Monday Jul 06, 2009

JavaFX on Swing, Swing in JavaFX


To a large degree JavaFX is designed with a new generation of developers in mind, those with a little more art than science in their backgrounds. More into shifting shapes on screen than polymorphism in code. And they may well be wearing skinny jeans for the first time, unlike the Janitor who was pioneering them in the 1980s.

But for Swing developers who have art and science in equal measure, JavaFX is a great companion to add to the portfolio.

Original team member Amy Fowler blogged recently about how to use JavaFX to make over an existing Swing application.

And with the latest release of the JFXtras, a handy suite of goodies for JavaFX development, comes the new JavaFX wrapper for Swing components, as you can read all about here.

Wednesday Apr 22, 2009

JavaFX: Bring life to the scene


One cool thing about JavaFX animation is animating along an arbitrary path: so it was good to see Josh posting a Curve editor in JavaFX, to ready-make a CubicCurve to use for the animation path of something you want to bring to life in a scenegraph. It was a bit like Jasper's JavaFX spline editor, which gives a real-time view of how a keyframe animation in JavaFX is going to look. Some tips for the design tool team, Norbyemaybe ?

And did you see yesterday's article on deploying Swing and JavaFX applets ? A step by step walk through of how end-users are going first to experience your JavaFX/Swing app. On a variety of browsers, and depending on whether they already have the JRE installed. You can see why Java Auto-Update is so important, even if the install process got even more simplified.

Wednesday Apr 15, 2009

Swing, ImageUploader, Trees


A cute little newish project you may not have seen is the ImageUploader project over at java.net. Its a cross-platform Swing application (screenshot) for selecting images to upload, as the name hints at, complete with drag and drop from native file explorers, roll-over effects, image preview. When the time comes up upload multiple files, it POSTs them over to a URL, complete with reassuring progress indicators. Its under BSD, and even the Janitor could easily check the repo, compile it in NetBeans and have it running within minutes.

Nice, especially as an applet, if you need image upload on your website.

Of course it has a customized version of JTree. Something not commonly available on mobile phones, unless of course, you include LWUIT in your application, in which case, its relatively easy to build down off the LWUIT composite Container model and build your own, as you can see explained in detail here.

Monday Mar 30, 2009

Planet Cast Two: James Gosling on Java and JavaFX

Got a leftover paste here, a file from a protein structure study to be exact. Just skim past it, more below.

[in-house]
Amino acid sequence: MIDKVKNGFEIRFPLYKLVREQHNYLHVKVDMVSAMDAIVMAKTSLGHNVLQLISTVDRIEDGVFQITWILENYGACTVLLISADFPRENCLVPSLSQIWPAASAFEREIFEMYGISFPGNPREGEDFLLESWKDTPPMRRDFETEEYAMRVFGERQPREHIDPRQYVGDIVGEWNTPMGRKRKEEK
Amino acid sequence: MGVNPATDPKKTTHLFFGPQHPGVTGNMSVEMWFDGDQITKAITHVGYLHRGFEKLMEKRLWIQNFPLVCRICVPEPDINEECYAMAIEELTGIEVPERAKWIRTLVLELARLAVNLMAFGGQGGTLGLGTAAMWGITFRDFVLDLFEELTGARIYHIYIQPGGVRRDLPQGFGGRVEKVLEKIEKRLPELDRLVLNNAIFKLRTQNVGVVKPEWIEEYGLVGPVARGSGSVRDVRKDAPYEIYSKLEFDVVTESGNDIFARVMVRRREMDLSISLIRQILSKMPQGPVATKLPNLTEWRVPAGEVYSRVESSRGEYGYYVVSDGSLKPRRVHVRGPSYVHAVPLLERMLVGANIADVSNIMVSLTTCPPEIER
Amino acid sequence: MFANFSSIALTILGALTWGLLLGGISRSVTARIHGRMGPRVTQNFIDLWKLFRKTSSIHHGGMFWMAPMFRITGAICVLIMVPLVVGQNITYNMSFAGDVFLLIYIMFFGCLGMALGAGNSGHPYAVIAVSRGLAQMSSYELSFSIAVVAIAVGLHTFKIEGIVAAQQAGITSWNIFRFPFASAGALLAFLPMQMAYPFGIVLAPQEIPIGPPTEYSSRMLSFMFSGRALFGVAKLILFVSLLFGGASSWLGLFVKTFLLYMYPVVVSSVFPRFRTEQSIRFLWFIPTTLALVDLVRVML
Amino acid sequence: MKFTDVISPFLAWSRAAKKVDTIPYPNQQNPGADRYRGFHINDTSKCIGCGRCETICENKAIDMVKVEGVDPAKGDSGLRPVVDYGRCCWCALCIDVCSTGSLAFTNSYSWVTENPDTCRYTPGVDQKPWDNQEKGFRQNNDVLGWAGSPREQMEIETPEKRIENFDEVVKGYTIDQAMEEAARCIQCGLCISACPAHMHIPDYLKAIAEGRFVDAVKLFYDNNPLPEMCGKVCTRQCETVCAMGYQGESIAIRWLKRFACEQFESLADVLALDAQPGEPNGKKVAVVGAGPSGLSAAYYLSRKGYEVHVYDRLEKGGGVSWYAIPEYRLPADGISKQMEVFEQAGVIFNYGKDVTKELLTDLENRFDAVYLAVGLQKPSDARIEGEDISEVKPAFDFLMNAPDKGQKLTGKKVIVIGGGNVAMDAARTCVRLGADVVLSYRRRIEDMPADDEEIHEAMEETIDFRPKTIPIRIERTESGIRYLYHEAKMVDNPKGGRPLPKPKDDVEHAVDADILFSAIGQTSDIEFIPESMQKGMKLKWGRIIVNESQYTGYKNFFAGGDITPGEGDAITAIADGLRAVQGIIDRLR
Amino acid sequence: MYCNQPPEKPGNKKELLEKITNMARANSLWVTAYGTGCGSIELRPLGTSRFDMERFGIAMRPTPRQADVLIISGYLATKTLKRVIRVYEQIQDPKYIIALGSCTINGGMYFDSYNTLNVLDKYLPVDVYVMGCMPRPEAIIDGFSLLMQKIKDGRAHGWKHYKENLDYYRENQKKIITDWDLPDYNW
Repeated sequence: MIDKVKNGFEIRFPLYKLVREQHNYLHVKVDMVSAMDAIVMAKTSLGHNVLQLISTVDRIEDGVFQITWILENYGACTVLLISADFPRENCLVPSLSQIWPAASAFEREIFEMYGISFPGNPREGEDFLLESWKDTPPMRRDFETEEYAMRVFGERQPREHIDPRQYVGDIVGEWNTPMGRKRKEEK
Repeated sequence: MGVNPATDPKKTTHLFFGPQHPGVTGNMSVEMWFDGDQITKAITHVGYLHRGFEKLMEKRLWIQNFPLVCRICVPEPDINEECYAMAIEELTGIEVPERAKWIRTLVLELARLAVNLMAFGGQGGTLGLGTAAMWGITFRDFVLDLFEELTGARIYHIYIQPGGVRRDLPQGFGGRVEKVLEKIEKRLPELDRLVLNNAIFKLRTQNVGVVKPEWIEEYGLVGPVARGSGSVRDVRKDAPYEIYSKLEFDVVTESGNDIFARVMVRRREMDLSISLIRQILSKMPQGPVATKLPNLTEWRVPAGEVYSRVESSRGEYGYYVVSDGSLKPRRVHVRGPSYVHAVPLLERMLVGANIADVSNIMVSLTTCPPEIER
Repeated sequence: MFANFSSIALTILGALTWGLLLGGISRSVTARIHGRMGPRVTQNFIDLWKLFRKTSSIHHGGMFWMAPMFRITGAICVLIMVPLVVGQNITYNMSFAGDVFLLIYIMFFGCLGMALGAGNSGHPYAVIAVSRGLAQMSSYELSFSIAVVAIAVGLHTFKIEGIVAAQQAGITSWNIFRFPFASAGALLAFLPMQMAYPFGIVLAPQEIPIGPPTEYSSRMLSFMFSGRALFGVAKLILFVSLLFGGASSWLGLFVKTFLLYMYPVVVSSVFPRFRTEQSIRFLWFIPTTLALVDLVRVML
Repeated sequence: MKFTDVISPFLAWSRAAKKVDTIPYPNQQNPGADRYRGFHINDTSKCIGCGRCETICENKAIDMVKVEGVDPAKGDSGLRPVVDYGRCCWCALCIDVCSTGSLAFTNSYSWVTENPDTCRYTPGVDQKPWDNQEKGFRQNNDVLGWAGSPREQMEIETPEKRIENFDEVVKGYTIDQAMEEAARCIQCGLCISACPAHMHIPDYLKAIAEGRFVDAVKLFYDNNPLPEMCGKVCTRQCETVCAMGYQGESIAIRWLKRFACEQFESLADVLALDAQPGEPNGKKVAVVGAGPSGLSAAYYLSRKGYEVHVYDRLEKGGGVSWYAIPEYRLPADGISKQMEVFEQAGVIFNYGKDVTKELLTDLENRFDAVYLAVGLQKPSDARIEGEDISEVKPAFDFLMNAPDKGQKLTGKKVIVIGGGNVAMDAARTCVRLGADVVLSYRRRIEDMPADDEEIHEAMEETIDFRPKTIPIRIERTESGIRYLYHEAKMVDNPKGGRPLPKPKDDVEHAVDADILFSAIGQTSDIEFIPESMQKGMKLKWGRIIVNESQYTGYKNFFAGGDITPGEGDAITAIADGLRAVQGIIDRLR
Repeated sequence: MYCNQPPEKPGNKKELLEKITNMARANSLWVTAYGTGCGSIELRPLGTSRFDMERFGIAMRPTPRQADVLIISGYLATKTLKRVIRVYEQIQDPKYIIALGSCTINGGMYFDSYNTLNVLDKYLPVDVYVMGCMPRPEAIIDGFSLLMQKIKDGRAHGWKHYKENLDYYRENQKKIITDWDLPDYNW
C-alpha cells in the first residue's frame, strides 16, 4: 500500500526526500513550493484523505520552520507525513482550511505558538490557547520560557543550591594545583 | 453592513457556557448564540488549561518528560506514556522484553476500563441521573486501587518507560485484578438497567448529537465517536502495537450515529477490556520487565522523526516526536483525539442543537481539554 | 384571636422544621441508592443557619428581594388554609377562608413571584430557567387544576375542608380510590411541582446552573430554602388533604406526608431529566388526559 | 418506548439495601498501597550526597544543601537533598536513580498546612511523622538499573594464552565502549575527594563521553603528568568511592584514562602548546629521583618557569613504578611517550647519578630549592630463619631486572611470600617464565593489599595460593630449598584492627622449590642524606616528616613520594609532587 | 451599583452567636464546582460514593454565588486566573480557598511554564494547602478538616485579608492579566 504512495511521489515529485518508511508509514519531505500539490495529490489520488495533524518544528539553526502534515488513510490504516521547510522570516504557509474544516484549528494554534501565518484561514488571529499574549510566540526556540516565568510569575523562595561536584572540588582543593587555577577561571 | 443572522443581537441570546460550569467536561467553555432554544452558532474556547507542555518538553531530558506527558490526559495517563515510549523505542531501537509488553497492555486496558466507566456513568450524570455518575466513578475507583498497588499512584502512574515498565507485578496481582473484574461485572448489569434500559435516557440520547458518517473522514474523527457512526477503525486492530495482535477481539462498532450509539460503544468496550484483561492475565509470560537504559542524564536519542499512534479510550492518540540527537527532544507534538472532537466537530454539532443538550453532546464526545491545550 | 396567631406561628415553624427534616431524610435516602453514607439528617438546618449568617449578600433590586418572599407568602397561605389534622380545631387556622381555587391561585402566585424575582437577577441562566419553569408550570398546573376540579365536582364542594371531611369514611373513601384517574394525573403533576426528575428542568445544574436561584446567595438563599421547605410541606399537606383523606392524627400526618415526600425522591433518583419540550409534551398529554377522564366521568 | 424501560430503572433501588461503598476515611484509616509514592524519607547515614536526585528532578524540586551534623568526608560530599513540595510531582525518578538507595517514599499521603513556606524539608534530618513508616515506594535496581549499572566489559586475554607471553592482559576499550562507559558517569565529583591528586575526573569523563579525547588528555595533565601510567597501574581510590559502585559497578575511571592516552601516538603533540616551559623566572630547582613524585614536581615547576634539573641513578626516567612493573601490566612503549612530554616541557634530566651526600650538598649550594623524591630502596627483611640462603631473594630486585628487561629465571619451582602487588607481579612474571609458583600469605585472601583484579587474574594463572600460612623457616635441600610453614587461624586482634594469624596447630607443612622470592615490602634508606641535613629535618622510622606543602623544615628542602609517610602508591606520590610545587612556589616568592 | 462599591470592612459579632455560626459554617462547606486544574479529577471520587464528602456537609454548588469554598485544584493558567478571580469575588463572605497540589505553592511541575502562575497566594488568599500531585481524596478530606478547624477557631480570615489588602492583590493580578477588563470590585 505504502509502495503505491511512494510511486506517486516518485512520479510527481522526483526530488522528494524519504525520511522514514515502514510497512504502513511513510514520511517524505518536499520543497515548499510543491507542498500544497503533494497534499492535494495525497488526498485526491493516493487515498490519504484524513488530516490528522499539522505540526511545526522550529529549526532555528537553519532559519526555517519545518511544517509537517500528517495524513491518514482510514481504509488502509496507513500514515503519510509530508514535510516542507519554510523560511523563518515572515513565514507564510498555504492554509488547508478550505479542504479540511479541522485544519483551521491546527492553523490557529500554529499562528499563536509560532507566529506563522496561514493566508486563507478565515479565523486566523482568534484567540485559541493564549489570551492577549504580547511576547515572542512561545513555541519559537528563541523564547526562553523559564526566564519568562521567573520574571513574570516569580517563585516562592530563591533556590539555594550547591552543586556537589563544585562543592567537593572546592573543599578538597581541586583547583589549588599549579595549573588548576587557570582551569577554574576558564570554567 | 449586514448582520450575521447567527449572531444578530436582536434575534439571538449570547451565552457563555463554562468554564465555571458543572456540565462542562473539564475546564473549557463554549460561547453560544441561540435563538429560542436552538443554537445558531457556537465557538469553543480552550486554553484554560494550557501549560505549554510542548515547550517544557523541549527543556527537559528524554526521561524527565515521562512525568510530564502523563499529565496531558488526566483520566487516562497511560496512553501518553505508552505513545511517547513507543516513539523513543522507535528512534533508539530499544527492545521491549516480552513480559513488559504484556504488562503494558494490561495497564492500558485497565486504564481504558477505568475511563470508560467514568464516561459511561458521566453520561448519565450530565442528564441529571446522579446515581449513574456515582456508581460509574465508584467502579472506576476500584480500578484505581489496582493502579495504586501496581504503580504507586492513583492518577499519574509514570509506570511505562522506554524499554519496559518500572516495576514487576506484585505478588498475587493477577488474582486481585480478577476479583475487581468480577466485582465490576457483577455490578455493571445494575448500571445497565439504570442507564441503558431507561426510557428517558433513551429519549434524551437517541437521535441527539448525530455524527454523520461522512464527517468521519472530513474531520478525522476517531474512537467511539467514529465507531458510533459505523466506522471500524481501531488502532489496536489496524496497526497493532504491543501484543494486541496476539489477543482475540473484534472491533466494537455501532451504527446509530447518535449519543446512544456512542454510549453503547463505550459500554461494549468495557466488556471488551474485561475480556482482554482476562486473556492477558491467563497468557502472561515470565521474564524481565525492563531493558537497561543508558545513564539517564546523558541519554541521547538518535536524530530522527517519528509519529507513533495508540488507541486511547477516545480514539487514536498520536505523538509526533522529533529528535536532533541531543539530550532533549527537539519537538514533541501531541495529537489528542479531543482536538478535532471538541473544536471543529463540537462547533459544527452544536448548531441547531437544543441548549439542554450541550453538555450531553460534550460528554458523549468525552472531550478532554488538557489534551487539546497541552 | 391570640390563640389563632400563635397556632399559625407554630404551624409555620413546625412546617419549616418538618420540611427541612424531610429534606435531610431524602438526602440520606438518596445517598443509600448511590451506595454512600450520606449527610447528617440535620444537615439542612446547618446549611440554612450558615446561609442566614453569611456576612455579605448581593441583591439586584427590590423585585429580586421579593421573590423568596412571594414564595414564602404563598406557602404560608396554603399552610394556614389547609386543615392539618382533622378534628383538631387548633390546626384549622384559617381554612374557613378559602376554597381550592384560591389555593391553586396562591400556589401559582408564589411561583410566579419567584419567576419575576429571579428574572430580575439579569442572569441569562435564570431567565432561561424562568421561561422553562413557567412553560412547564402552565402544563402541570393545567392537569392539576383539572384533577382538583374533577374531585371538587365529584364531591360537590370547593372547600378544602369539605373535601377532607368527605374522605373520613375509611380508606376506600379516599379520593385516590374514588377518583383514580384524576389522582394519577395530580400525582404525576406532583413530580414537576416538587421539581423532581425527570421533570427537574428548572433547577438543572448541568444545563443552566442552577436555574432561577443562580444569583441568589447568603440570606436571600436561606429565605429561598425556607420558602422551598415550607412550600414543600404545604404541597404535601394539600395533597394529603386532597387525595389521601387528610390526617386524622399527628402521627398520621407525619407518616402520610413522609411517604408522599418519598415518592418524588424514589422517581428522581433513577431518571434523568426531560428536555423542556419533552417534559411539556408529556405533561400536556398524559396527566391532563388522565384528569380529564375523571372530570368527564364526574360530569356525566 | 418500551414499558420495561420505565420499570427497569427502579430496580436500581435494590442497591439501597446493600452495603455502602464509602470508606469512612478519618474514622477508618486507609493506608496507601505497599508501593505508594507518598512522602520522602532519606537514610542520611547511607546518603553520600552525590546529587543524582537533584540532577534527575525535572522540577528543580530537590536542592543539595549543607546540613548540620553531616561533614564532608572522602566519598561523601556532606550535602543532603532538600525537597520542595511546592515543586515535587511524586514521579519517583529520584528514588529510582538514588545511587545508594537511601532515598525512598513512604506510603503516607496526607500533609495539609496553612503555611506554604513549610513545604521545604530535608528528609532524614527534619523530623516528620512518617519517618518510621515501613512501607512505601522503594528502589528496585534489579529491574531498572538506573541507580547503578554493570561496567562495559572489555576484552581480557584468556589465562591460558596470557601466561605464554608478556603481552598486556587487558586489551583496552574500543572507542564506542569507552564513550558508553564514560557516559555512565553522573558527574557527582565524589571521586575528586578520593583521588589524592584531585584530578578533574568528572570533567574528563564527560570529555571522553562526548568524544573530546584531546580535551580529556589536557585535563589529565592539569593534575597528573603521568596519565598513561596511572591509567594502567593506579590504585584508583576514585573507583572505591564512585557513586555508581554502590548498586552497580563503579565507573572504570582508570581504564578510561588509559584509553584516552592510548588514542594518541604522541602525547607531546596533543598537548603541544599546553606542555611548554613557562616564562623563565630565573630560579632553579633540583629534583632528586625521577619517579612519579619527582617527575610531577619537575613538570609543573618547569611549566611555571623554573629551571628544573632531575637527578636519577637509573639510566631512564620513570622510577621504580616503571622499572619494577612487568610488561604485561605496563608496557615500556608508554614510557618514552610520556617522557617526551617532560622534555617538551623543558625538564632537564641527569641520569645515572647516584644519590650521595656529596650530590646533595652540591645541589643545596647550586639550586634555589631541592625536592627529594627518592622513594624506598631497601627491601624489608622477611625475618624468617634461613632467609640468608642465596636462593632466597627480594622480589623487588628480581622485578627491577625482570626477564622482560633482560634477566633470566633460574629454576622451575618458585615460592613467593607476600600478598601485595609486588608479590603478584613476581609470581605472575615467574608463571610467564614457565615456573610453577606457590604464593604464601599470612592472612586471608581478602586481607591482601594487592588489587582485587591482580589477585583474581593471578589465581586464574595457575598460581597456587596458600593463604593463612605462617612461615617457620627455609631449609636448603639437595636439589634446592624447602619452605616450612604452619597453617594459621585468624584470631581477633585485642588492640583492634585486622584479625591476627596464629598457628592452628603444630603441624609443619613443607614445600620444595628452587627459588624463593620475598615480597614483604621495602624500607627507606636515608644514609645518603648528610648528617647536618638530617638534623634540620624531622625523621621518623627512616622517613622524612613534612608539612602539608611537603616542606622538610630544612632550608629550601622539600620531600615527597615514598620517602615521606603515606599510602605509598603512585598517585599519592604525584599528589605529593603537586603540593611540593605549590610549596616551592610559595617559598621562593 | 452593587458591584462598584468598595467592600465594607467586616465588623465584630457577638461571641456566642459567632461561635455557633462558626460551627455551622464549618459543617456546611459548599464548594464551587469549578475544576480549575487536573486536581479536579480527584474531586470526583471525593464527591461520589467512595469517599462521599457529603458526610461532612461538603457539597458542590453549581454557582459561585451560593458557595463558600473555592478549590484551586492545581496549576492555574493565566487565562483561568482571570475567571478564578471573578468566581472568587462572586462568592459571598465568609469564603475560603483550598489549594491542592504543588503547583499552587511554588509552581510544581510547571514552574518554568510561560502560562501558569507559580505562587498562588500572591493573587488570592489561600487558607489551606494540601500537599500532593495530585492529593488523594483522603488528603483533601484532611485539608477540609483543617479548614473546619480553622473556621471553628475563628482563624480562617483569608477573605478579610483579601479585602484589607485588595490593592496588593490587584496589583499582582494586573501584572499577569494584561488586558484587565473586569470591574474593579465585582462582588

Tune in to the second in the Planet Cast podcast series with a conversation (~35 mins) with James Gosling all about what get's him excited, starting with an impromptu poety reading, but mostly all about what's going on in with Java and JavaFX.

From Garbage First, through modularity in Java, multiple languages, Swing and JavaFX, this is a must listen episode from the man who started it all.

Listen or download here. (Friendlier means coming soon).

Wednesday Mar 25, 2009

JDK 7: What to expect and when


Today, Mark posts a major update to the plan for JDK 7 reiterating the feature list first announced in December, and providing a milestone by milestone plan for when to expect each of the new features to make it into the builds for you to try out.

We're currently at milestone M2, which includes the new G1 garbage collector (with some new bug fixes) and JSR 203 aka New IO APIs 2.

There should be a nice package to play wth in M3 in time for JavaOne, which will add JSR 292, with the Java language changes in Project Coin and Swing App Framework coming by fall this year.

There are some features in the feature list that have not yet been scheduled into the plan (like the modularity work in Project Jigsaw) but stay tuned, because they will get pegged to a milestone soon.

Monday Mar 02, 2009

JDK 7: Language, the penny drops, Swings back


Small changes to the Java language can have a powerful effect. How many of us remember Java SE 5 as the release that included the for each loop ? Sometimes, the biggest doors are opened by the smallest keys.

As shown in number of informal polls a large number of ideas have been rattling about in our pockets for some time, but now the formal call for proposals for small language changes for JDK 7 is open for the whole of March, as Joe announces. And you can see the proposals (see this, for example) are already tumbling into the slot of the Project Coin mailing list and the subject of detailed discussion.

And, in other news, Alex just posted an update on where things are with the Swing Application Framework, and is looking for input on some remaining issues SAF could solve for JDK 7.

Thursday Feb 26, 2009

Java ME, Java SE, JavaFX from the horse's mouth